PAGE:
New Zealand in England in 1949
New Zealand cricket team in England in 1949
The New Zealand cricket team toured England in the 1949 season. The team was the fourth official touring side from New Zealand, following those in 1927, 1931 and 1937, and was by some distance the most successful to this date. The four-match Test series with England was shared, every game ending as a draw, and of 35 first-class fixtures, 14 were won, 20 drawn and only one lost.
New Zealand had had very limited Test cricket in recent years. The last full tour of England had been in 1937, and since the Second World War there had been only two single matches, one against Australia in 1945-46 and the other the following season against the touring MCC team led by Walter Hammond. Consequently many of the New Zealand players were untested at the highest level of the game.
By contrast, England had played full series both at home and abroad in every summer and winter since the end of the war, though with mixed results. The team had been comprehensively outplayed twice by Australia, and though other results against India, South Africa and West Indies had been better, there had been considerable experimentation with new players, and only a handful of players could consider themselves certainties for selection were England to choose to field its strongest side.
New Zealand vs England 1949 Results
England vs New Zealand 1937 1st test
England (372 and 267 for four declared) drew with New Zealand (341 and 195 for two). New Zealand, with only four front-line bowlers, were able to contain England's batsmen but struggled to dismiss them. Centuries by Len Hutton and Denis Compton ensured a large score, but England made only 307 runs on the first day, Cowie taking five wickets, and Burtt mopped up the tail on the Monday morning to claim five also. Trevor Bailey, in his first Test, troubled the early batsmen with his pace, and the fourth wicket was down at 80. But Donnelly and Smith put on 120 and Smith went on to score 96. A last-wicket partnership between Mooney and Cowie put on 57 and went into the last morning, but Cowie was injured and could not bowl in England's second innings. Fast scoring by Bill Edrich and George Mann, and less fast by an injured Cyril Washbrook, who scored 103, led to a declaration. But 299 to win in 150 minutes was too much to ask and Sutcliffe, Scott and Smith got batting practice as the game petered out.
England vs New Zealand 1949 2nd test
England (313 for nine declared and 306 for five) drew with New Zealand (484). England lost five wickets for 112, but the pitch got easier and Compton (116) and Bailey (93) put on 189 for the sixth wicket. England's declaration, with 20 minutes of the first day's play still to go, was technically incorrect, but New Zealand did not object. New Zealand opened with 89 from Sutcliffe and Scott, and then Donnelly, making 206 out of 347, the highest score for New Zealand at this point, took the game out of England's reach. Hutton and Jack Robertson opened with a stand of 143 to almost clear the arrears, and Robertson went on to score 121.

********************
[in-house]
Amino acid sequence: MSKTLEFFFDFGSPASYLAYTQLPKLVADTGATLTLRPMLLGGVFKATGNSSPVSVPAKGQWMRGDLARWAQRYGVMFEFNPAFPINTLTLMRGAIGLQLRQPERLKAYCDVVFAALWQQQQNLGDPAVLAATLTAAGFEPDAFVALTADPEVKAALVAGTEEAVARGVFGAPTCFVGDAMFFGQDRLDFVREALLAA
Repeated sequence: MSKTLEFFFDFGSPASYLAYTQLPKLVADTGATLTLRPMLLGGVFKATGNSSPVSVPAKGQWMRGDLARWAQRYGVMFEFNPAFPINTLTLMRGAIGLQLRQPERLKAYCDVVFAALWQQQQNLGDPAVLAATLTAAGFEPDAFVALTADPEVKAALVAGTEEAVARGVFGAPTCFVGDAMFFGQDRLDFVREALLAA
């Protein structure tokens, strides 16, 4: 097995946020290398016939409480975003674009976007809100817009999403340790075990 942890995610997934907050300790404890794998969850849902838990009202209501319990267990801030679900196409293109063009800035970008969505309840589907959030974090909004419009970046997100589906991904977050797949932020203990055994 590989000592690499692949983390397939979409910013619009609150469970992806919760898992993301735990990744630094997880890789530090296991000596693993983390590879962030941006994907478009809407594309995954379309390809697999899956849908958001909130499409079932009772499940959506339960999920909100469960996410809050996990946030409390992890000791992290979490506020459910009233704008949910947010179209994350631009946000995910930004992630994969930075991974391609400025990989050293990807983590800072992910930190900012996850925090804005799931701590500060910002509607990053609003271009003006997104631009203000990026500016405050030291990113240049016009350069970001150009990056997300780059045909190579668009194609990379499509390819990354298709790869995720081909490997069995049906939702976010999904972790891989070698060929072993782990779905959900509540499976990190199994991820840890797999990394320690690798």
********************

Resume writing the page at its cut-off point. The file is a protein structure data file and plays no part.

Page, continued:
England vs New Zealand 1949 3rd test
New Zealand (293 and 348 for seven) drew with England (440 for nine declared). New England captain Freddie Brown put New Zealand in to bat, and Bailey took early wickets in humid conditions. There was also a debut wicket for 18-year-old Brian Close. But Donnelly, with 75, and Reid (50) added 116, and the innings went into the second day. Bailey finished with six for 84. England found it difficult to force the pace against tight bowling and fielding. All the top seven batsmen made runs, with Hutton making 73 and Edrich 78, and Reg Simpson took advantage of a tiring attack to score his first Test century, with 103. Bailey was 72 not out when Brown declared. At 109 for three, New Zealand were vulnerable, but 101 from Sutcliffe and 80 from Donnelly saw them save the match comfortably.
Only half an hour's play was possible on the first day because of rain. New Zealand struggled to 47 for four before 50s from Donnelly, Page and Roberts rescued them. England in turn lost three quick wickets, but Denis Compton, aged 19 and in his first Test, made 65 and Hardstaff 103. The declaration came at lunchtime on the final day and a result appeared possible when New Zealand, despite 57 out of 87 from Vivian, lost wickets regularly across the afternoon. But a late rally by Moloney and Tindill took the match out of England's reach, and the game petered out to a draw.
England vs New Zealand 1949 4th test
New Zealand (345 and 308 for nine declared) drew with England (482). New Zealand, without Mooney, for whom Reid deputised as wicketkeeper, and with Rabone unable to bowl, won the toss for the first time in the series and batted. Sutcliffe and Scott put on 121 for the first wicket, and Wallace passed 50 as well, but the later batsmen were more defensive. The innings lasted into the second day, and then Hutton and Simpson put on 147, and Hutton and Edrich followed up with a second wicket stand of 218 before Hutton was out for 206. Edrich went on to exactly 100, but from 365 for one the innings subsided. Cresswell took six for 168 with inswingers and leg cutters. Though Sutcliffe made 54, four New Zealand wickets went before the arrears were cleared, but Reid, who made 93, and Wallace, with his second 50 of the match, stood firm and the match was saved.